Easter Bunny Security

As Easter rolls around again (even though with recent weather you would be forgiven for thinking its Christmas) the rate of people buying pet rabbits shoots up. Any new bunny owner needs to know how to keep their new pet safe, especially if they are being kept outside.

It is worth mentioning that Pets at Home have banned people from buying rabbits over the Easter period to stop bunnies that are brought on impulse from being abandoned or mistreated. This means that you will not be able to walk in to a Pets at Home and walk out with a rabbit, instead the company are offering free workshops to educate children on small animals and pet ownership. A study showed that around 67,000 rabbits were given to shelters each year, and an undocumented number are actually just left on the street. Pets at Home believe that parents are encouraged to buy their children’s rabbits over the Easter period but once the novelty wears off, the realities of looking after a rabbit settle in and it’s not something that people are happy to maintain.

However, if you are thinking of purchasing a rabbit its best to do some research on how to keep them safe and happy.

Outdoor rabbits

If you are planning for your rabbit to live outside then you will need to take some more steps to make sure they are safe. Bunnies need a dry, clean, ventilated and relatively large home to thrive. You also need to make sure they are safe from predators such as cats, dogs, foxes and even badgers. Domesticated rabbits have been known to die from the shock of seeing or being confronted by a predator. It is worth making sure your garden is secure, so that the risk of a predator getting in is minimal.

You will also need to make sure the hutch your bunny lives in is secure. Bunnies have big teeth and given enough time can chew through wood. Good practice is to reinforce the back of your hutch with a solid plank of wood; this will make it harder for your bunny to escape and predators to get in. It is extremely important that your rabbit has an enclosed area of their hutch; this enables them to hide from predators and protect themselves from adverse weather.

Speaking of weather, you will need to make sure your outside rabbit is well ventilated during the hot summer months as well as have constant access to clean fresh water. One tip is to freeze some plastic water bottles placing them in the floor straw to give your bunny some cool places to rest. You also need to make sure your bunny’s home is suitable for the winter months. Before the very cold months hit, check your bunny’s cage to any damp places or leaks. You can purchase special heaters to keep your bunnies warm, but if you don’t want to splash the cash on a heater there are other ways you can help your rabbit keep warm. You can use newspaper to line the walls and floors, covering any exposed areas with plastic sheeting and covering the whole hutch with a tarp or blanket at night. You will also need to frequently check that the water supply has not frozen and provide a little extra food, to give your rabbit the energy to keep warm at night.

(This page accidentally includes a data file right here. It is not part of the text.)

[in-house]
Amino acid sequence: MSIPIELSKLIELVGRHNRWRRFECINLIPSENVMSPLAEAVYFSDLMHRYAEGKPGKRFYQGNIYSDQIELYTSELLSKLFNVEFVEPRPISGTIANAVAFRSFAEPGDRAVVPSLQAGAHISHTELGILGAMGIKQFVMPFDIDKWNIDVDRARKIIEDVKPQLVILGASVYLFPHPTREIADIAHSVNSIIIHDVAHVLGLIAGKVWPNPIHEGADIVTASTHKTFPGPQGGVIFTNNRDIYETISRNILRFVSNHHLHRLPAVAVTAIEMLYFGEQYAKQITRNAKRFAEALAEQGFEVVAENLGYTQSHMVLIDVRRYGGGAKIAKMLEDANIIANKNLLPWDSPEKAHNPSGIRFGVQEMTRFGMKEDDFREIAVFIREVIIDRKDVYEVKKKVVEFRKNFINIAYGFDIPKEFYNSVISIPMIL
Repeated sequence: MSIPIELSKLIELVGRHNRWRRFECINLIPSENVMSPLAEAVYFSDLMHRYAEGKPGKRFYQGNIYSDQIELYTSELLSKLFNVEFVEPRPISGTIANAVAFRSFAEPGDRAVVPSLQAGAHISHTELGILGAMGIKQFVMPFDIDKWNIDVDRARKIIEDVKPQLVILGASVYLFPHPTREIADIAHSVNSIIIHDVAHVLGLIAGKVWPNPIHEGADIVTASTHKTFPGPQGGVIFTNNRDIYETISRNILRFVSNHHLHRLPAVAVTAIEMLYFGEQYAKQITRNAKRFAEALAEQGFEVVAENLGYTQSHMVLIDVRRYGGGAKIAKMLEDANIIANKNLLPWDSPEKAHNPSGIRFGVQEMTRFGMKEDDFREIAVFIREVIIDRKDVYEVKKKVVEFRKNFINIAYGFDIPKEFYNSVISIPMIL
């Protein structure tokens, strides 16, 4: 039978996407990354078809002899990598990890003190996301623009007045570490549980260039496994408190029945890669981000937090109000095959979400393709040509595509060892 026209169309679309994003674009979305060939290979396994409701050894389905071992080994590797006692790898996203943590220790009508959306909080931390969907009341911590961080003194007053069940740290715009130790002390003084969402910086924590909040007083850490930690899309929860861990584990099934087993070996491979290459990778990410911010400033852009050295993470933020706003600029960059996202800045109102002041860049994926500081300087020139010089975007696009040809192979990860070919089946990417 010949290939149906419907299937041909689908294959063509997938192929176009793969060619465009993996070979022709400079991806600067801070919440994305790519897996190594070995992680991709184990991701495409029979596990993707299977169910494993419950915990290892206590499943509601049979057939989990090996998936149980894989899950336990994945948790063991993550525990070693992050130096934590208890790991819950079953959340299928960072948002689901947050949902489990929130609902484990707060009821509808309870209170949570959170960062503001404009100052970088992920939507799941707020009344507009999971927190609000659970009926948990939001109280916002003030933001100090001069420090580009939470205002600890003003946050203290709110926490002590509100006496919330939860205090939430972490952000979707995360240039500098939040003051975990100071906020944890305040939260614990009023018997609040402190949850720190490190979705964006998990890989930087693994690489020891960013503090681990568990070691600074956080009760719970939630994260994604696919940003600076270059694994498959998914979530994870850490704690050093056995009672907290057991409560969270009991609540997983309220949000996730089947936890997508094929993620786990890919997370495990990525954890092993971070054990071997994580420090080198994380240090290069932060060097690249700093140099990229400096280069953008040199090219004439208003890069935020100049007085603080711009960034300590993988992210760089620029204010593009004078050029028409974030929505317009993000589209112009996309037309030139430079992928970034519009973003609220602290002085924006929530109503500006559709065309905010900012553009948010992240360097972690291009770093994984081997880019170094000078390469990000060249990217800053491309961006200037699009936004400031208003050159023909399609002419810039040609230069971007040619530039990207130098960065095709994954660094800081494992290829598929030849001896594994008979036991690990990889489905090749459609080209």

Indoor rabbits

You might think that having your bunny live indoors will keep them safer, however there are lots of hazards in your home that you need to watch out for. The biggest and most well known risk to having a rabbit in doors is them chewing through wires. If your rabbit chews through an electric cord then it is more than likely that they will die, so it is important to bunny proof your home. You can do this by encasing wires in heavy duty plastic, keeping them out of reach or blocking them with furniture. Rabbits are adventurous and have a tendency to jump off and on furniture, however rabbit’s spines are very fragile and if they land wrong it can mean a broken spine. It is advisable to always keep a close eye on your bunny if they are roaming free in the house. It is also good to keep an eye on the rabbit if it tends to chew on furniture as if they swallow a large amount then it can block your bunny’s digestive system. You can give your rabbit an alternative to chew on; there are many things available to buy such as a natural chewable toys. It is also not advisable to give your rabbit human food as it can be poisonous, especially raw potatoes, they are as poisonous to rabbits as chocolate is to dogs.

We hope that these tips help you keep your bunnies safe, not just over Easter, but for the whole of their lives. For more information visit www.wikihow.com/Keep-Pet-Rabbits-Safe.

Remember…..a rabbit is for life, not just for Easter! Unless it’s of the chocolate variety!

 

 

Info From;
http://www.saferpets.co.uk/keepingyourrabbitsafe.html
www.hobbyfarms.com/protecting-pet-rabbits/
https://rabbit.org/faq-rabbits-outdoors/
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